Hypertrophic cardiomyopathy: Mechanisms of mitral regurgitation


Aurora Sinai/Aurora St. Luke’s Medical Centers


Purpose of review

The objectives of this review are to highlight the pathophysiology and treatment strategies of mitral valve regurgitation (MR) in patients with hypertrophic cardiomyopathy (HCM).

Recent findings

There is increasing recognition that MR in HCM is related to a complex interaction of abnormalities in the mitral valve and subvalvular apparatus that predispose to development of left ventricular outflow tract (LVOT) obstruction. When lifestyle and pharmacologic treatments do not suffice, surgical myectomy remains the primary therapy for relieving symptomatic obstructive HCM and associated MR. Alcohol septal ablation has also been associated with a reduction in LVOT gradient and MR severity. For patients with MR and intrinsic mitral valve abnormalities, thinner septal walls, or residual MR after septal reduction, concomitant mitral valve repair can be considered. Transcatheter edge-to-edge repair has emerged as an additional option in select cases.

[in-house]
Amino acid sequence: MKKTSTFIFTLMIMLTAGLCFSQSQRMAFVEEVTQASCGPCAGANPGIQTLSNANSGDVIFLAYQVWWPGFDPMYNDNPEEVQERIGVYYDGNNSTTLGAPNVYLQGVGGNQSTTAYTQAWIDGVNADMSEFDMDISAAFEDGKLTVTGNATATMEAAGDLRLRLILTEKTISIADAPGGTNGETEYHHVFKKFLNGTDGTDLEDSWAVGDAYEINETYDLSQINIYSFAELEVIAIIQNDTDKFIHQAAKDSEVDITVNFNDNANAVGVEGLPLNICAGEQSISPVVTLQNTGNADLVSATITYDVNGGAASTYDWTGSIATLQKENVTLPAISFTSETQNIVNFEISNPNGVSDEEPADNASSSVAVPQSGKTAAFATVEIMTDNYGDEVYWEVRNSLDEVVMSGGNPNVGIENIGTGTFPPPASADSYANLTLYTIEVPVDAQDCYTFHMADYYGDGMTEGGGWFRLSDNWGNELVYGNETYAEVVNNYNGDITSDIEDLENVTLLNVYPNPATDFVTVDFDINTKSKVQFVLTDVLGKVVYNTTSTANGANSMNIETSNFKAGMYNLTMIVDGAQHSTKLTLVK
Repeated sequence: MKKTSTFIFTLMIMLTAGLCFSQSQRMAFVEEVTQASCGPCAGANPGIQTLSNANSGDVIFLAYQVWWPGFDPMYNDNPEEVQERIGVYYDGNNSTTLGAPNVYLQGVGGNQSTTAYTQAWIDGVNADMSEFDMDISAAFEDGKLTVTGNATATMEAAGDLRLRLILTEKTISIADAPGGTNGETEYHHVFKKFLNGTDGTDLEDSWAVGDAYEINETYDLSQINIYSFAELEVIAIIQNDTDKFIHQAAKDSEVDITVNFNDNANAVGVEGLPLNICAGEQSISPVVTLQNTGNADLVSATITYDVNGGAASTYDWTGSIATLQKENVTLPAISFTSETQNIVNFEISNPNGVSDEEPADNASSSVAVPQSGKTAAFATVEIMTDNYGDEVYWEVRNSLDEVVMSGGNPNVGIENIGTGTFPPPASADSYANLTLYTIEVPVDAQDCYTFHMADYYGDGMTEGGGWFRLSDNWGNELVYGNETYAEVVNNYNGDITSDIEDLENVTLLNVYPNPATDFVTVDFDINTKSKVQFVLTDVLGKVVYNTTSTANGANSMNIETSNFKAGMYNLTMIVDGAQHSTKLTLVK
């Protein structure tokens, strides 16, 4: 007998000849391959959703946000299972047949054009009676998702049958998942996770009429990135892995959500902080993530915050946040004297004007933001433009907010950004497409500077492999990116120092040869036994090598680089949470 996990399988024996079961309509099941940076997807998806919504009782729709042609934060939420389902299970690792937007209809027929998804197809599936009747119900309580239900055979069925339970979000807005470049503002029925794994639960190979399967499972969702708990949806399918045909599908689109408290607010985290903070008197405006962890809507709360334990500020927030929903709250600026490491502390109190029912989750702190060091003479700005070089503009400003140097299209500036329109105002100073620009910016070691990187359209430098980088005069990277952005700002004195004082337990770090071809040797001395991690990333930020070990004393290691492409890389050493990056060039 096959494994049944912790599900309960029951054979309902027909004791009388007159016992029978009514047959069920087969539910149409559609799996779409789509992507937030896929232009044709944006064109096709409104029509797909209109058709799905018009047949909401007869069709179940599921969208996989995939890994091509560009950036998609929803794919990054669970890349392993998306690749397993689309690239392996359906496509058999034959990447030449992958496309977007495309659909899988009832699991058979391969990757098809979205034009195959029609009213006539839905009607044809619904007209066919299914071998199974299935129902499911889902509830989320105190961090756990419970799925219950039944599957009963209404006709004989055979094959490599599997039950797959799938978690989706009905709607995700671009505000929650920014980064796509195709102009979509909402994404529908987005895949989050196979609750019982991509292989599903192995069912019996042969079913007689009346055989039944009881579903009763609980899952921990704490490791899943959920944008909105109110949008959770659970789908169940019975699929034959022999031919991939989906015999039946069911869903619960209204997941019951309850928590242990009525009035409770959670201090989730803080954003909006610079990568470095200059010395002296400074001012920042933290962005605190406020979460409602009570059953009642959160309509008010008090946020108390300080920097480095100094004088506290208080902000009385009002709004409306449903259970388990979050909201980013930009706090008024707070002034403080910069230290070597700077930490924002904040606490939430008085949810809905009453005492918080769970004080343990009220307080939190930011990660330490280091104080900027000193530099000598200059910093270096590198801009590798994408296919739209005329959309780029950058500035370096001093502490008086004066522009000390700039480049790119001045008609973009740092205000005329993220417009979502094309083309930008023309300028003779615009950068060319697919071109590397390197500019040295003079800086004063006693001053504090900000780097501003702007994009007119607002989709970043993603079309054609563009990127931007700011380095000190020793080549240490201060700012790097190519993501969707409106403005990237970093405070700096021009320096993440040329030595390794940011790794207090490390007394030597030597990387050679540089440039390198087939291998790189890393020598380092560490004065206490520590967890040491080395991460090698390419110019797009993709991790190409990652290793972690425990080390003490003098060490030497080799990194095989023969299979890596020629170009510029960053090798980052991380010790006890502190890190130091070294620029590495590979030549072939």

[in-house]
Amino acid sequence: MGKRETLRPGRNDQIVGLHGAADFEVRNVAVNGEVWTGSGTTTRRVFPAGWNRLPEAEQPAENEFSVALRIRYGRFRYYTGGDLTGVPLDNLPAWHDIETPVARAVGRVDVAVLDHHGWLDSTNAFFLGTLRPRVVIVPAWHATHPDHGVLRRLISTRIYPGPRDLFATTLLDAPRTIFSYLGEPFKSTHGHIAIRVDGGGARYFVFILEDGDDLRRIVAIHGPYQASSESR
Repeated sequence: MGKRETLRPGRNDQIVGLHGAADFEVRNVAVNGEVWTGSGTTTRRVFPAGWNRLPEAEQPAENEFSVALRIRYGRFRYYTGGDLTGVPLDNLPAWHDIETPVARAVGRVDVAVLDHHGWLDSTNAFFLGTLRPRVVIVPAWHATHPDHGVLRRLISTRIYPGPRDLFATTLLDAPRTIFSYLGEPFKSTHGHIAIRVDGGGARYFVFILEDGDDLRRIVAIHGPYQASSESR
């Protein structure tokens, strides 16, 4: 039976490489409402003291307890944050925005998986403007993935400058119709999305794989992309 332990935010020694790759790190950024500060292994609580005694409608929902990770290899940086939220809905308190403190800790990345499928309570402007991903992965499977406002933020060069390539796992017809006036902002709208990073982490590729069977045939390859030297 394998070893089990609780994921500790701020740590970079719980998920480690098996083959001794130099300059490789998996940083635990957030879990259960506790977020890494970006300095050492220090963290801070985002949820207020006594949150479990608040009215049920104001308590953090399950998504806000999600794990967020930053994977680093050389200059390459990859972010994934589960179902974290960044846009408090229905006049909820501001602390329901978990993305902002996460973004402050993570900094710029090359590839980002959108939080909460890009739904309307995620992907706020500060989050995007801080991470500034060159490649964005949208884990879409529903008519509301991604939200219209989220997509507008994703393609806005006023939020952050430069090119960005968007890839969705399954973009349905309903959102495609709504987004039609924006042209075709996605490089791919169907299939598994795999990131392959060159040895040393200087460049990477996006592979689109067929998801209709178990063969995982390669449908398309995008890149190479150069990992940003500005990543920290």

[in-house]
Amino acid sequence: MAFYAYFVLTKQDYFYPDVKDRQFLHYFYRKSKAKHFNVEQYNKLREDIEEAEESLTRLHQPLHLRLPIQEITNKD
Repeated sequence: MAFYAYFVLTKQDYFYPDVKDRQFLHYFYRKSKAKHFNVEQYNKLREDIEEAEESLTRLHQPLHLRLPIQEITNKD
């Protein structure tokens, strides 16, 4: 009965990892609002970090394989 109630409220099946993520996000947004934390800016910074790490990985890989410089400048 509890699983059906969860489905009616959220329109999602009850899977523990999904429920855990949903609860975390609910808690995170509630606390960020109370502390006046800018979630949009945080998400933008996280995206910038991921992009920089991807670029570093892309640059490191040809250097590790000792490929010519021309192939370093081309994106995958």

A variety of anatomic and pathophysiologic mechanisms contributes to the development of MR in patients with HCM. Although septal reduction therapies are mostly successful in decreasing the severity of MR, a detailed assessment of mitral valve anatomy and structure is critical in determining which patients might benefit from concomitant surgical or transcatheter mitral valve interventions.